1. UPS. I’d hate to think how much business I’ve pushed through UPS over the years. But gigging me for $5 to change the date a package arrives feels a little bit cheap on their part. Sure, it’s only $5 but I’m not sure what the difference is between delivering it “for free” on Friday or delivering it on Monday when I’ll actually be home to receive it – which is only an issue because *you* require an ink signature. I guess they do offer a free option of letting me pick up the package at a location an hour round trip drive away was supposed to be a helpful concession so maybe you’re letting me off easy. I don’t mind paying for a service, but I resent the hell out of getting nickel and dimed.
2. Disappointment. I know a lot of people, but there are only a handful that I would count among my closest of friends – the ones I’d go to the mat for with no questions asked or burn down whole cities for if they asked. You think you know most of what there is to know about them. But then there’s the day you realize you know nothing. It’s equal parts unnerving and sad and disappointing because though they may well go on being your friend, you’ll never see them with the same undiluted affection. Given enough time everything changes, though I wonder why it so rarely seems to change for the better.
3. Windows 10. Sometime in the dead of night Windows 10 was smuggled on to my work computer and promptly went about wrecking everything from my wifi connection to my email archives to my screen configuration and any number of small tweaks that I’ve made over time to make the archaic POS computer a little more usable day-to-day. Some things I’ve been able to fix on my own through the day. Other things can’t be resolved by anyone locally and must be corrected by the great network help desk in the sky… which means I might see resolution sometime around March 2019. Just once I’d like to get one of these official “upgrades” that didn’t end up giving me less capability and require me to spend inordinate amounts of time fixing things that it broke.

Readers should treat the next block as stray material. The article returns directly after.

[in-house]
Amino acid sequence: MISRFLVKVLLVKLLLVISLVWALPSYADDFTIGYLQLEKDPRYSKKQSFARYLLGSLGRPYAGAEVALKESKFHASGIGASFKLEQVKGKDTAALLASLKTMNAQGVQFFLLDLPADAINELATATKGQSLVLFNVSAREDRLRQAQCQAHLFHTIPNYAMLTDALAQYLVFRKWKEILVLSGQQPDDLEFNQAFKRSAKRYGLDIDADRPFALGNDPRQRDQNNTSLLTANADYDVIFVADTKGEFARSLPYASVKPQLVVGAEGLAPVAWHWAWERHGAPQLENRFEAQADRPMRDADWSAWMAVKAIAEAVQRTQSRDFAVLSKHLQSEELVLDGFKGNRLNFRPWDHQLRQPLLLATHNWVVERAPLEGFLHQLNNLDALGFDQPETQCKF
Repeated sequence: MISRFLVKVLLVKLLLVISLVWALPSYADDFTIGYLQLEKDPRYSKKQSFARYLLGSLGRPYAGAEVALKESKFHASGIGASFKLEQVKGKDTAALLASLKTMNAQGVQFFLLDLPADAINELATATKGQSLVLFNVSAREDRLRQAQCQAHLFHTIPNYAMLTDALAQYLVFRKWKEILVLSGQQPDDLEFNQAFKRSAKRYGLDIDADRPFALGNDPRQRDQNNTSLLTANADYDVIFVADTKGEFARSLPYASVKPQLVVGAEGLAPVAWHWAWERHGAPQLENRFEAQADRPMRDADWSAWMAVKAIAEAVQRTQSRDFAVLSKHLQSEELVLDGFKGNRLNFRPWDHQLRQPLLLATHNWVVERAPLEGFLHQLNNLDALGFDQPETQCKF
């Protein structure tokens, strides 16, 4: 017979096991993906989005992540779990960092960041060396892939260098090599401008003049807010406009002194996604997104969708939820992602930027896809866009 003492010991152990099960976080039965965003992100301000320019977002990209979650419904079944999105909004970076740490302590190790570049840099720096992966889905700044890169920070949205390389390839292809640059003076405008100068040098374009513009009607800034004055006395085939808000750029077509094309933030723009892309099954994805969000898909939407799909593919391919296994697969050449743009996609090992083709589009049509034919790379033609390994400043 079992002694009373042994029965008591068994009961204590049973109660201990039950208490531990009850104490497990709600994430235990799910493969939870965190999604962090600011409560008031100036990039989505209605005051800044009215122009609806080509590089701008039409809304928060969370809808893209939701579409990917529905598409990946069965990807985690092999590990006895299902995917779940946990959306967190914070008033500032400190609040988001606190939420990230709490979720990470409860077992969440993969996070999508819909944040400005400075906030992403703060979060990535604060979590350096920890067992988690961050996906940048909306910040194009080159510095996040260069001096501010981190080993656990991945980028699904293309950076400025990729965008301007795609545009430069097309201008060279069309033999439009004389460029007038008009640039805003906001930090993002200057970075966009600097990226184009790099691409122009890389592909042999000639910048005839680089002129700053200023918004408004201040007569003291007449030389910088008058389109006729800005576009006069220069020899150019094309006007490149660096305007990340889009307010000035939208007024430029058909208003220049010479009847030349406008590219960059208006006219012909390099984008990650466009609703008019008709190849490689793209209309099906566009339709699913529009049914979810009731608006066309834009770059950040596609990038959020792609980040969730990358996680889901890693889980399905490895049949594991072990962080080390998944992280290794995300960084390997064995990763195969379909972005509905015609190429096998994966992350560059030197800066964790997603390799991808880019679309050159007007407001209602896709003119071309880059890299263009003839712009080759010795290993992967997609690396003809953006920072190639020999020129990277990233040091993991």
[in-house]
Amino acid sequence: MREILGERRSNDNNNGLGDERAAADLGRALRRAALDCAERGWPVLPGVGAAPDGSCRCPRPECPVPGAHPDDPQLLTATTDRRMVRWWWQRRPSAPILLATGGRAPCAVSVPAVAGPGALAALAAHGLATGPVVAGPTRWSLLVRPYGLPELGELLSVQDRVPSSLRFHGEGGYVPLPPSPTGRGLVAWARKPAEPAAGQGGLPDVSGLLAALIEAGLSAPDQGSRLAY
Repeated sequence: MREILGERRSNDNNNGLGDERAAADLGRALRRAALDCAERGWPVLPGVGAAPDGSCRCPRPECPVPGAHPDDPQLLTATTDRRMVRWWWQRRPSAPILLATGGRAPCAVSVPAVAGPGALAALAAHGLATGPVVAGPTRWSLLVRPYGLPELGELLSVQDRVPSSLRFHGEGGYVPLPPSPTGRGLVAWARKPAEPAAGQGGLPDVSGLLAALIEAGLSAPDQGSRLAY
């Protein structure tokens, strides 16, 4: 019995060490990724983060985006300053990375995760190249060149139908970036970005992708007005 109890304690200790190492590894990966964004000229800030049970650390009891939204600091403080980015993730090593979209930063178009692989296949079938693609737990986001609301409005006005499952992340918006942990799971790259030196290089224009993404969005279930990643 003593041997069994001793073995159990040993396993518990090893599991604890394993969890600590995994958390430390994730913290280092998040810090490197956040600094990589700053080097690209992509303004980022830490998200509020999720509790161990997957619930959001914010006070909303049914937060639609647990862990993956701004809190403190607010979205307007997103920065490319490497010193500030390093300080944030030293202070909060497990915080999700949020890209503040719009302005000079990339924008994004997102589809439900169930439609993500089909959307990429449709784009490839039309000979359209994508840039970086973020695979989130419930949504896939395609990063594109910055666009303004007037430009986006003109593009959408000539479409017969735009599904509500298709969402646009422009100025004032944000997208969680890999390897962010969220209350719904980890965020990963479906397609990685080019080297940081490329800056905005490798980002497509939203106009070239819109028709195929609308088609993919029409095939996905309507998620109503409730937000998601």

1. Poor resource allocation. In the last three jobs I’ve had, my chosen line of work somehow manage to evolve into being an event planner. That’s not an intrinsically bad thing to be, but it does seem like a bad match to put the person with virtually no interest in talk to people into the role of setting up an event the point of which is to talk to as many people as possible. It’s just a bad fit. It may not be classified as torture, but if given the choice between life as a “wedding planner” and a good waterboarding session, just let me know where to lie down.
2. Highway robbery. According to the lady on the television news, ATM fees are “highway robbery” and having money “ripped away” just because she uses out-of-network machines is unfair. Uhhh. No. You’re paying for the convenience of the service, lady. If you think the fees are too high, maybe just go to your own bank to get money instead of just sticking your card in the closest slot. Even now when I don’t travel very often, I keep a small account at a bank in the area where I grew up so I can withdraw cash without paying $5 a pop for the privilege. Once I withdraw it, I replenish that account with an electronic transfer from my primary bank. I’m just going to assume what the TV lady really meant that she was pissed that she was being charged a fee for being lazy, not really for the fee itself.